Is "MNF" Showdown in New Orleans More Important for Patriots or Saints?

Paul Augustin, Jr.Senior Analyst INovember 25, 2009

TAMPA, FL - NOVEMBER 22:  Quarterback Drew Brees #9 of the New Orleans Saints and head coach Sean Payton talk along the sidelines during the game against the Tampa Bay Buccaneers at Raymond James Stadium on November 22, 2009 in Tampa, Florida.  (Photo by J. Meric/Getty Images)
J. Meric/Getty Images

Nov. 20, 2005. New England 24, New Orleans 17.

The Patriots marched out to a commanding 24-7 lead before a valiant comeback by the over-matched Saints fell 22 yards short.

Much has changed since the last time these two teams met.

The Saints were mired in the most miserable season in franchise history, a season that will be forever known as the "Katrina" season.

The Patriots were one year removed from their third Super Bowl title in four years. Two years later, New England would rip through the regular season undefeated.

Speaking of undefeated...

Just how important is this game for the 10-0 New Orleans Saints?

If you ask ESPN, the network televising the game, they will tell you that the Week 12 inter-conference tilt is the biggest game of the regular season.

Some members of the national media will tell you that Drew Brees needs to beat Tom Brady to cement his status among the league's elite quarterbacks.


Video Play Button
Videos you might like

I guess leading a team from 3-13 one year to their first NFC championship game the next meant nothing.

Neither did passing for more than 5,000 yards and leading the team to eight victories when they wouldn't have won four without him.

Brees doesn't have the resume that Brady and Peyton Manning have, but at 30 years old, he's likely got five or six peak years left in him.

They'll also tell you that the Saints need to beat the almighty Patriots to validate what's already been an historic ride because the schedule to date has been "soft."

While three of New Orleans' victories have come against the Lions, Rams, and Buccaneers, to suggest the schedule is soft is ludicrous.

Strength of schedule only really matters to the BCS.

A victory by the Saints would place them at 11-0 and give them a legitimate shot at running the table.

So, how important is this game really for the Saints?

I'd argue it's the least important of their remaining six games.

Finishing unbeaten in the regular season means nothing if you aren't playing your best at the end and can't finish. Just ask the Patriots.

The most important thing for the New Orleans Saints to focus on between now and the end of the year is to get better, get healthy, and keep home-field advantage out of Minnesota.

To expect the Saints to finish 16-0, especially with slightly less than half of the season remaining, is ridiculous.

For argument's sake, let's say they must lose one of their last six games. If that's the case, Monday's game is the one I'd pick.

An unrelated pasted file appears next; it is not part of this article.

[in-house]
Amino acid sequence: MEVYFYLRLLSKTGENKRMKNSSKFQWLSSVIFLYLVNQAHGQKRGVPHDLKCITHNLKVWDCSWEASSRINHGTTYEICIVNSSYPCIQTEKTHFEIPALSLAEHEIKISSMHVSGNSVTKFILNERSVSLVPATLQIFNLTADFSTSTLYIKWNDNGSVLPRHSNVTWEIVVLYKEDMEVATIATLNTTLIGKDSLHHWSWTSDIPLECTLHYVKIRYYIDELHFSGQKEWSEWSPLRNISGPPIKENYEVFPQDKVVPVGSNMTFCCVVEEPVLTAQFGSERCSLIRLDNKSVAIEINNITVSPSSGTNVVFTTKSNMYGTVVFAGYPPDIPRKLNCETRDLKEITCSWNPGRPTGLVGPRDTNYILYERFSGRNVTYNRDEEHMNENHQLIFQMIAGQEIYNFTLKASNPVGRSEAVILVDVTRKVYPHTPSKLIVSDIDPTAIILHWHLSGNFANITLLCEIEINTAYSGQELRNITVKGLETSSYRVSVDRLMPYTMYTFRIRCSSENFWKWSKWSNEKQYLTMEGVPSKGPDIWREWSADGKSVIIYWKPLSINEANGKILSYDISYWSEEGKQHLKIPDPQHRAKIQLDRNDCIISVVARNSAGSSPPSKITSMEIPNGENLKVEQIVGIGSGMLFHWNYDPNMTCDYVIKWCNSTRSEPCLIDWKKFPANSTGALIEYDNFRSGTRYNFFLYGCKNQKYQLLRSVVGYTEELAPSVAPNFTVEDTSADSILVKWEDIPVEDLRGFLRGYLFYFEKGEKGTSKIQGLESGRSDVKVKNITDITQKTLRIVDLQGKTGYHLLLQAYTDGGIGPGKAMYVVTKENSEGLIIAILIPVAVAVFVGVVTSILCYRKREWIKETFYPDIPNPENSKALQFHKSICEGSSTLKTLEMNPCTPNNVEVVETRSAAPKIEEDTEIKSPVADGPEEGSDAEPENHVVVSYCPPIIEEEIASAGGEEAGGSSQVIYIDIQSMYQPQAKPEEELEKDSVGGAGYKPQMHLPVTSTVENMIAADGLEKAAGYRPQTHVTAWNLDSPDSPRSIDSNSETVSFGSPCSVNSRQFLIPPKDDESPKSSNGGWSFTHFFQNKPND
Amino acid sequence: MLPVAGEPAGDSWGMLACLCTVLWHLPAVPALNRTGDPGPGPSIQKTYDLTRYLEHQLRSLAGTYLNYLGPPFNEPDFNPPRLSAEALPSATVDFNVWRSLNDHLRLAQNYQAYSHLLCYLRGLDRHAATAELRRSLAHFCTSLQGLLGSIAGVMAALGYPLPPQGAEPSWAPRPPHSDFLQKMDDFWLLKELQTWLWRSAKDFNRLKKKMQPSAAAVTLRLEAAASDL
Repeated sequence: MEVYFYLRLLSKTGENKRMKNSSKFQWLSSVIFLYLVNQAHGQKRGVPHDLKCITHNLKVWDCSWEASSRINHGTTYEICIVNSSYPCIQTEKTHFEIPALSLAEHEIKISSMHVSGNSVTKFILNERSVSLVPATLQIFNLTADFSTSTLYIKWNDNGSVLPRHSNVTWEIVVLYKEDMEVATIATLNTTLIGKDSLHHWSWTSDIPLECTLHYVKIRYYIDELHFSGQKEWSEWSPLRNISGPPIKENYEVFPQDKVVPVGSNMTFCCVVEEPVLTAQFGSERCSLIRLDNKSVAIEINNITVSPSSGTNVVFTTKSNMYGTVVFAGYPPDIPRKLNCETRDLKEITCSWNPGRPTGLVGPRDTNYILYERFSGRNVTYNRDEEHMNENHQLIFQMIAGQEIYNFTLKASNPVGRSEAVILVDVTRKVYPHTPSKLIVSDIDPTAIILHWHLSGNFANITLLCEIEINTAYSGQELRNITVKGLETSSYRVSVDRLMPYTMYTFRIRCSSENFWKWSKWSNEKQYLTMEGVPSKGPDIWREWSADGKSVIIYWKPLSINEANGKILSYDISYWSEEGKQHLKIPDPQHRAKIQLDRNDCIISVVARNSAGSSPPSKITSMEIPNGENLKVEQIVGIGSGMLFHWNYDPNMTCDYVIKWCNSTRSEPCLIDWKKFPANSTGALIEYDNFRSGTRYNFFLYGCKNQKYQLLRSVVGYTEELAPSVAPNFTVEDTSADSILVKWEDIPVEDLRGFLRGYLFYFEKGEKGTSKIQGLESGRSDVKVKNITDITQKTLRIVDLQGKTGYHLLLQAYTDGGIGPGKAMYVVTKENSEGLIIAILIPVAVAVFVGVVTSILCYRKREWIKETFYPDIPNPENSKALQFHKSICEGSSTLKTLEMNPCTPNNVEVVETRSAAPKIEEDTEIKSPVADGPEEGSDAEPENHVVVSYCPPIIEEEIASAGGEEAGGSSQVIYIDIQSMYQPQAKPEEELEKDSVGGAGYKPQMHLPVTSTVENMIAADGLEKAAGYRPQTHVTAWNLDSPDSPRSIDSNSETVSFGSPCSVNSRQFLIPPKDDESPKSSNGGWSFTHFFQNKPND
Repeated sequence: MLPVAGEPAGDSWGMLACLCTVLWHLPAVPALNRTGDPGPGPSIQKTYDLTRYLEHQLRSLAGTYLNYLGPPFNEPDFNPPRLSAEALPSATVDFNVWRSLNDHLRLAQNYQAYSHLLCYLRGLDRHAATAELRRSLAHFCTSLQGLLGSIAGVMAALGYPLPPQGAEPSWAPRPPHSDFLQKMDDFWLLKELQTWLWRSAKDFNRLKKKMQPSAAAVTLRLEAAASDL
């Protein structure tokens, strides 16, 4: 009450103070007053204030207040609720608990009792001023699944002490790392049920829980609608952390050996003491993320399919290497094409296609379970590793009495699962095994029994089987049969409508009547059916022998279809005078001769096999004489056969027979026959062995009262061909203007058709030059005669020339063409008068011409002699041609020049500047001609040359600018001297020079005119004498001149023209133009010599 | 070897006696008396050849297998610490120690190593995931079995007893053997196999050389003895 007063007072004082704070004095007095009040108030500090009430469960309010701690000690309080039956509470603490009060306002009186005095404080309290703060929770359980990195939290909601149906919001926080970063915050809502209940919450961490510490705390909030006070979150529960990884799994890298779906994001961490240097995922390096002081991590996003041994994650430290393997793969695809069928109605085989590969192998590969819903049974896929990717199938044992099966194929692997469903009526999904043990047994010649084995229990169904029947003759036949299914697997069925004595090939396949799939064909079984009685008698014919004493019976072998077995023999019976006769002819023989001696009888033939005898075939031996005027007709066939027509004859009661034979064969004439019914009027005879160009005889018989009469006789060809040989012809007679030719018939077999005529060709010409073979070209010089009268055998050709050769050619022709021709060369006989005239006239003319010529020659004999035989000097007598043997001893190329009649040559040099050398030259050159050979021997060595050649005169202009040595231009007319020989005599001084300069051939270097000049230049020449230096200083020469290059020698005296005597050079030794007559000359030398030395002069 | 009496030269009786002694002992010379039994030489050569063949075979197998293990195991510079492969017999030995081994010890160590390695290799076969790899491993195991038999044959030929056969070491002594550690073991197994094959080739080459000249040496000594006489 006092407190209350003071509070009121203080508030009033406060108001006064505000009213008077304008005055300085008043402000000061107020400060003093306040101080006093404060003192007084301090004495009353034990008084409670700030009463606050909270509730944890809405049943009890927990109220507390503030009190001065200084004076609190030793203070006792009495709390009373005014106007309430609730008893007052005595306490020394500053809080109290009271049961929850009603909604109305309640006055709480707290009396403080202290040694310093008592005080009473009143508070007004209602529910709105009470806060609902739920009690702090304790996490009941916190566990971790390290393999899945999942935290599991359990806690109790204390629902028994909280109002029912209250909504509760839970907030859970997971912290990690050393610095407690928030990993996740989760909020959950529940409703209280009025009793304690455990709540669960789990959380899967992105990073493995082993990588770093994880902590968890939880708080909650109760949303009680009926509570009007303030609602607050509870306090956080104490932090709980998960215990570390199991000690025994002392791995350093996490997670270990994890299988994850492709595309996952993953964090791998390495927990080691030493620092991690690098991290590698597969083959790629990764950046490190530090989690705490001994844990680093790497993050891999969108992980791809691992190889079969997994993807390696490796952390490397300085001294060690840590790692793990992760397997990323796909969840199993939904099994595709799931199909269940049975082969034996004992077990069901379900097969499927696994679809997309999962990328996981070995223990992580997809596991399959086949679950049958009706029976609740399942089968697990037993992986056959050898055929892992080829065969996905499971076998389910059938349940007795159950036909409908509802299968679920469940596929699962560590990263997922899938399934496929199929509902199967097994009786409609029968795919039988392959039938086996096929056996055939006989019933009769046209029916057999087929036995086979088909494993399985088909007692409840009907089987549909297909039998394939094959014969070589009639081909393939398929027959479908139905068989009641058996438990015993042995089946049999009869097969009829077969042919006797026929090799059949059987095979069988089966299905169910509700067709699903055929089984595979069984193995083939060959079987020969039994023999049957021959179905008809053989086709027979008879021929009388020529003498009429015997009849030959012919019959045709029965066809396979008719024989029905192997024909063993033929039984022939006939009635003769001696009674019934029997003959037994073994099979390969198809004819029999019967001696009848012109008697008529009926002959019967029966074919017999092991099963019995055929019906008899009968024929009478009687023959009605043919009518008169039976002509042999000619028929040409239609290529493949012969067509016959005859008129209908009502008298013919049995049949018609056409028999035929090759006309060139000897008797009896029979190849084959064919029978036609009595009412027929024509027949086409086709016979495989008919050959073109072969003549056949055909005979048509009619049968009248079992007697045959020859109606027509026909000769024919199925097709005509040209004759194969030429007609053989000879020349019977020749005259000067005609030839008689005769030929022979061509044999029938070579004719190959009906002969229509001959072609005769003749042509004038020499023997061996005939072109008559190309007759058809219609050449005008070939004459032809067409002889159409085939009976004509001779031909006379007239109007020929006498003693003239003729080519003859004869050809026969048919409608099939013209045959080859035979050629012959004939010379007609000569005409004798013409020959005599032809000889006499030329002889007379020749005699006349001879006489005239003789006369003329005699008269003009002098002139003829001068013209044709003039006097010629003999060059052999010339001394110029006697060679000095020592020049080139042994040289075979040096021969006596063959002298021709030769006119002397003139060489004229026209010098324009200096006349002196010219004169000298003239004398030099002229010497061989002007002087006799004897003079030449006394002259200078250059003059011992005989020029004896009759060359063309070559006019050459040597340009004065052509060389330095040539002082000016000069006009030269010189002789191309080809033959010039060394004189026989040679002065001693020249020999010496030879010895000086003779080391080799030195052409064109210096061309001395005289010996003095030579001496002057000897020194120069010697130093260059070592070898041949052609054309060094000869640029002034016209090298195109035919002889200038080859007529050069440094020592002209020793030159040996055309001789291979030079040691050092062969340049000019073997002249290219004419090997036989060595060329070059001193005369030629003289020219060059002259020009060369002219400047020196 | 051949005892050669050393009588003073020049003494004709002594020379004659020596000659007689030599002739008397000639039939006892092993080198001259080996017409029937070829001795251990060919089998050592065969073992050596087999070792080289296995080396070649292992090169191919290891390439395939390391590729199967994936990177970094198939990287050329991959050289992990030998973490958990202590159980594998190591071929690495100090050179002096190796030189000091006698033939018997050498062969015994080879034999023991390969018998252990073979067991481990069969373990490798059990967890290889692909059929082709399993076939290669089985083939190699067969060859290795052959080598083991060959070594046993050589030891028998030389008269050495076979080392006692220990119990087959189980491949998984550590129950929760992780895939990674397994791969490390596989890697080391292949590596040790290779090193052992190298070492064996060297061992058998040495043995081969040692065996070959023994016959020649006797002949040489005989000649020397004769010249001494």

Why? Because it's a non-conference game.

The Minnesota Vikings currently sit at 9-1. Their single loss is also at the hands of a non-conference foe (week seven at Pittsburgh).

If the Vikings and Saints were to finish with identical 15-1 records, the only chance the Saints would have at the No. 1 seed would be if they won all of their NFC games.

If you are a Saints fan, would you rather Brees orchestrate his offense in the comforts of his home stadium, or have him face Jared Allen and company while battling the roar of the crowd at Mall of America Field?

(Is it just me, or is adding "Mall of America Field" just a little less intimidating than just calling it the Metrodome?)

Ask the San Francisco 49ers about the magic Brett Favre can work on his home turf.

In essence, the game against the offensively challenged Washington Redskins the following week is more important than Monday's clash of the titans in the Superdome.

This game is way more important for the Patriots.

At 7-3, New England is battling a number of teams, including the Bengals and Chargers, for the No. 2 seed in the AFC.

With just a two-game lead in the AFC East, a Patriots' loss and Dolphins' victory in Week 12 (Miami plays sinking Buffalo) would mean that the division lead would be at stake when these two teams meet the following week in Miami.

Including Monday night, the Patriots play four of their last six games on the road.

Besides New Orleans and Miami, they must play Carolina (4-6), who can run on anyone, and also Jacksonville (6-4) and Houston (5-5), who will likely be fighting for their playoff lives.

The easiest game on their schedule appears to be Week 15 against Buffalo, but always throw out the records when playing a division opponent on the road who's looking to play spoiler.

If the Patriots lose to the Saints on Monday Night Football, they could easily be staring at an 11-5 season, which isn't a playoff guarantee anymore.

Just ask the Patriots.